With hundreds of social sites, this can be hard to figure out much less monitor. But the more investigators learn, the more they can make online investigation part of their everyday work lives, the more efficient they will become.

The conversation wrapped up, of course, with a short discussion about WebCase and where it fits in all this. Thanks again to Mike for the interest. We hope to be able to participate in future podcasts!

Christa M. Miller is Vere Software’s marketing/public relations consultant. She specializes in law enforcement and public safety and can be reached at christa at christammiller dot com.

Cybercrime under the microscope

Wednesday, January 21st, 2009

This week in two separate parts of the world, Adelaide, Australia and Orlando, Florida, cybercrime is being discussed. In both conferences they are discussing the need to collect online evidence. In Orlando at the National Law Center’s Child Defenders Expo local, state and federal law enforcement officers are learning about the methods to prevent and investigate crimes against children on the Internet. In Adelaide, at the e-Forensics 2009 conference sponsored by the University of Adelaide, they are meeting to discussing the ways collecting of Internet evidence to aid in the prosecution of criminal.

Both conferences are addressing the growing need collect evidence from the internet for the purposes of successful prosecutions. In Adelaide, Dr. Sorrell says prosecuting internet criminals is very difficult because evidence may be hard to access: “We’re looking at the way in which that sort of evidence can be presented in court and what needs to be done with that evidence to ensure that it’s accepted by the court.”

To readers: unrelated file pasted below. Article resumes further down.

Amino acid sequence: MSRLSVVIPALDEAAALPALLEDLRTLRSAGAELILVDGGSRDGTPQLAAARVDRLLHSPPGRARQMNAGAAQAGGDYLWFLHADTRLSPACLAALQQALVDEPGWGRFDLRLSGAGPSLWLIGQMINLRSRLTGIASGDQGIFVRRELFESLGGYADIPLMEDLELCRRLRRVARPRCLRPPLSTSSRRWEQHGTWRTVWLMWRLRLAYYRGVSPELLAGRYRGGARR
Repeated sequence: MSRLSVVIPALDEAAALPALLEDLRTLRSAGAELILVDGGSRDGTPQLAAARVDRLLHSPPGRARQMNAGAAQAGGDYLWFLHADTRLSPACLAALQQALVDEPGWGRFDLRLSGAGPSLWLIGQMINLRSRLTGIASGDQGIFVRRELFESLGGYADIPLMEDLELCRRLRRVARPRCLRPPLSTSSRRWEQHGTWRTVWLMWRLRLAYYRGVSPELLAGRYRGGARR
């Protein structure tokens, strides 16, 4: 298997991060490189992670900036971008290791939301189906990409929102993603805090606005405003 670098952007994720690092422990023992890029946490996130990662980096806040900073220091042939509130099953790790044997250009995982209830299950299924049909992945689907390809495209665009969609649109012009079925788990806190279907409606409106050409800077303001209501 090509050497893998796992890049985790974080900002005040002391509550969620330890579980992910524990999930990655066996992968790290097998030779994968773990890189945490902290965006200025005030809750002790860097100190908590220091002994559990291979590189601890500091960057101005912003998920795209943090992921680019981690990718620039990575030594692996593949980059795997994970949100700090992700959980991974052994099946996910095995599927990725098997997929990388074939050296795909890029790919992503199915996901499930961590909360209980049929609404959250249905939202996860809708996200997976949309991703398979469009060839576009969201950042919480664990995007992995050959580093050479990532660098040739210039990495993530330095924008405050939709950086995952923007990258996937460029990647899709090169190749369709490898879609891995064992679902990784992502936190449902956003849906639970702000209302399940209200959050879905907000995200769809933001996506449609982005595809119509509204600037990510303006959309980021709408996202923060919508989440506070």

Vere software is once again here to the rescue. Our flagship product “WebCase” is the solution that both of these groups need. In fact, Todd Shipley, President of Vere Software is presenting at the National Law Centers conference this week on that very topic. His presentation is entitled “Policing the Internet: Proper Collection of Digital Evidence from the Internet”. As an Internet Investigation tool, WebCase is able to record and collect Internet evidence for the investigator in any country. If the investigator can browse to the location on the Internet, no matter which country it resides in, WebCase can record as evidence the content of a website.

Task Force Study on Social Networking

Monday, January 19th, 2009

“New study shows social-networking sites safer than we think.” This was a typical headline following last month’s release of a new Harvard University report: “Enhancing Child Safety and Online Technologies.” As a result, much discussion and concern surfaced in the technology crime blogosphere and on various law enforcement listservs.

The law enforcement concern is that some will see the report as proof that social networking sites are only a minimal threat to children. The social networking sites, I am sure, will take it as vindication that they are doing nothing wrong.

However, the report—which comprised the findings of the Internet Safety Technical Task Force, a group that included leaders from the social networking industry and child advocate groups—admitted that many online crimes are probably underreported. Its review of the current literature primarily concluded (typical of academia) that more studying needed to be done.

Toward this end, the new study recommended an “Expenditure of Resources”: “…greater resources should be allocated to law enforcement for the training and developing of technology tools to enhance law enforcement officers’ computer forensic skills; to develop online undercover operations; and to enhance community policing efforts to educate minors, parents, and communities about youth safety.”